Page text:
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The 10th annual festival, which starts Oct. 11, will also provide virtual movies; make plans now.

COURTESY PHOTO: PORTLAND FILM FESTIVAL - The Portland Film Festival will welcome audiences to an area at Lloyd Center mall for screenings.This story is part of our ongoing series on the Portland Film Festival. Click here for more coverage.

Lloyd Center has found another temporary tenant, as the Portland Film Festival plans to hold its in-person events at the mall space in Northeast Portland, as well as continue to present virtual screenings — to the tune of more than 400 independent films from around the world.

Tickets and passes for the festival, Oct. 11-Oct. 27, have gone on sale at www.pdxff.com. Virtual screenings go through Nov. 27 at www.portlandfilm.org. And, Comcast subscribers with an X1 voice remote or Flex streaming service will have easy and free access to a collection of films.

Portland Film Festival, presented by Comcast, turns 10 years old, and organizers looked at the Lloyd Center's east wing and thought it would be perfect for screenings, director's chats, networking events and educational workshops.

"We started the festival 10 years ago to bring diverse independent voices together in Portland," PFF founder and executive director Josh Leake said. "I'm so proud and grateful for our volunteers and our partnership with Comcast that have helped grow it into one of Oregon's largest film festivals.

"Independent voices are extremely vital to our culture and are in more need of support than ever. We're excited to be back in person by building out a cool, accessible experience at Lloyd Center mall while still leveraging our virtual platform and Comcast's cutting-edge technology to share this year's collection of compelling stories with people locally and around the globe."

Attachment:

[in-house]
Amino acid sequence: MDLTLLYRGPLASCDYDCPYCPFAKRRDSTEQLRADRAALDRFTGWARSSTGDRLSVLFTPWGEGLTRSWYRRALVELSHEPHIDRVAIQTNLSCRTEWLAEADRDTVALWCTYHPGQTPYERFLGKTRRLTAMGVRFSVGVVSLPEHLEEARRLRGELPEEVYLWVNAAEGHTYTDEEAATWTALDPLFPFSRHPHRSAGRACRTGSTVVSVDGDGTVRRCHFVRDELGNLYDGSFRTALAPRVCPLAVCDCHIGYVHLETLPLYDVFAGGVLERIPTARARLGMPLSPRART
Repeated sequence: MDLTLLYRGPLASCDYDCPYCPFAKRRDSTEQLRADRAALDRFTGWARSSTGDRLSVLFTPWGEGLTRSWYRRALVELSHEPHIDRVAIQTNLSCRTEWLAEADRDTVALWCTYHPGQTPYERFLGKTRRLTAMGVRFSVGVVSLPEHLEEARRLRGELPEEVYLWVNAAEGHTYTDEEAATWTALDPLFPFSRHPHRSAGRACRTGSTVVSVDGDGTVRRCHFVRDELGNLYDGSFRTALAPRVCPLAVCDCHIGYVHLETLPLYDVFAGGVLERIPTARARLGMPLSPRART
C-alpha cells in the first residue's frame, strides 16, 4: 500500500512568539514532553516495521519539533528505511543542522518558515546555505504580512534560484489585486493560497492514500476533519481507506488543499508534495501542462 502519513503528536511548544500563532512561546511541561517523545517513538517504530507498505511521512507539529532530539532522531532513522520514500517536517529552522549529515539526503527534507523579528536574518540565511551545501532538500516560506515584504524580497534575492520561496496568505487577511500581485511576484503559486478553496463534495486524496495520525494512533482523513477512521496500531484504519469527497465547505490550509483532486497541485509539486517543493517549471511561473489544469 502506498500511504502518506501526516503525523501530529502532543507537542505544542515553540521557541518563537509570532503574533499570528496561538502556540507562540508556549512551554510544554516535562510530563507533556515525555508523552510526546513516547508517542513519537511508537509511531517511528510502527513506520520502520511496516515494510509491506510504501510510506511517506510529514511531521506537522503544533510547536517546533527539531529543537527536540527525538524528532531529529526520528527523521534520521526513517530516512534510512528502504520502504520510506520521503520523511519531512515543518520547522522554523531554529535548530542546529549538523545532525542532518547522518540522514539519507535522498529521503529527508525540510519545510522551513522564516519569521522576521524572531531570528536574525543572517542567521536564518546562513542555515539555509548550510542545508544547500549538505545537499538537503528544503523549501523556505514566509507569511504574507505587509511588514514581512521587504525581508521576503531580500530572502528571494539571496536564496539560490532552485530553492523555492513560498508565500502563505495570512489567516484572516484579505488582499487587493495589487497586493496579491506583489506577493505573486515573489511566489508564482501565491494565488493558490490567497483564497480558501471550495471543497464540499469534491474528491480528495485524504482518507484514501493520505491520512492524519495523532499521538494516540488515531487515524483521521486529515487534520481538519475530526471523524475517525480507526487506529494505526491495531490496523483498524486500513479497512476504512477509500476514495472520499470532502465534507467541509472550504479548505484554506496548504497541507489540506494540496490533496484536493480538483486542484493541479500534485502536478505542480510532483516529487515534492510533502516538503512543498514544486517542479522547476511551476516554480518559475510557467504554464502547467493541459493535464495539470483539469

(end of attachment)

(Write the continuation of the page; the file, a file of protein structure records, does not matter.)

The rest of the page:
COURTESY PHOTO: DARLEEN ORTEGA - Darleen OrtegaThe Portland Tribune plans coverage of Portland Film Festival in upcoming newspaper issues and on our website, portlandtribune.com. The coverage includes reviews from our guest reviewer Darleen Ortega for the second year in a row. Ortega, who's a judge on the Oregon Court of Appeals, has always loved films.

The festival will feature stories by and about women, as well as the Asian, Black, Indigenous, Latin American, LGBQTIA+ and Muslim communities and from people with disabilities, veterans, athletes and more.

Movie marathon themes include reproductive rights (Oct. 22), horror (Oct. 23), mental health (Oct. 23), Portland (Oct. 23) and true crime (Oct. 23).

Advocacy films include "Wonderfully Made," "Green is the New Black," "John Leguizamo Live at Rikers," "How Does it Feel to be a Problem" and "Why I'm Vegan (Moby)."

COURTESY PHOTO: PORTLAND FILM FESTIVAL - 'Wonderfully Made'"It's important that we represent diversity and independent voices on screen and behind the camera at our festival," said Joe Stevens, director of programming. "As an Afro-Indigenous programmer, my goal is to share a collection of diverse voices through our festival and bring more awareness to the importance of diversity in the film industry.

"The people that tell and shape the story behind the camera are just as important as those that portray the characters on screen. This year we expanded our tracks even more to include films about advocacy and activism, mental health, sports and more."

Virtual tickets for $15 provide a viewing window of 72 hours. In-person tickets range from matinee screenings for $7 (before 5 p.m.) to $15 for all movies from 5 to 10 p.m.; and, it's $15 for the "Date Night" special for two tickets after 10 p.m. using the discount code "DATENIGHT."

There are movie marathon tickets for $59 to $99. Passes are $149 (industry), $249 (students, seniors), $299 (all-access) and $450 (VIP).

And, again, Comcast subscribers can have free access to more than 100 films by simply saying "Portland Film Festival" into their X1 or Flex voice remote during the festival.

The Portland Tribune will provide more information about screenings online and in the print product.


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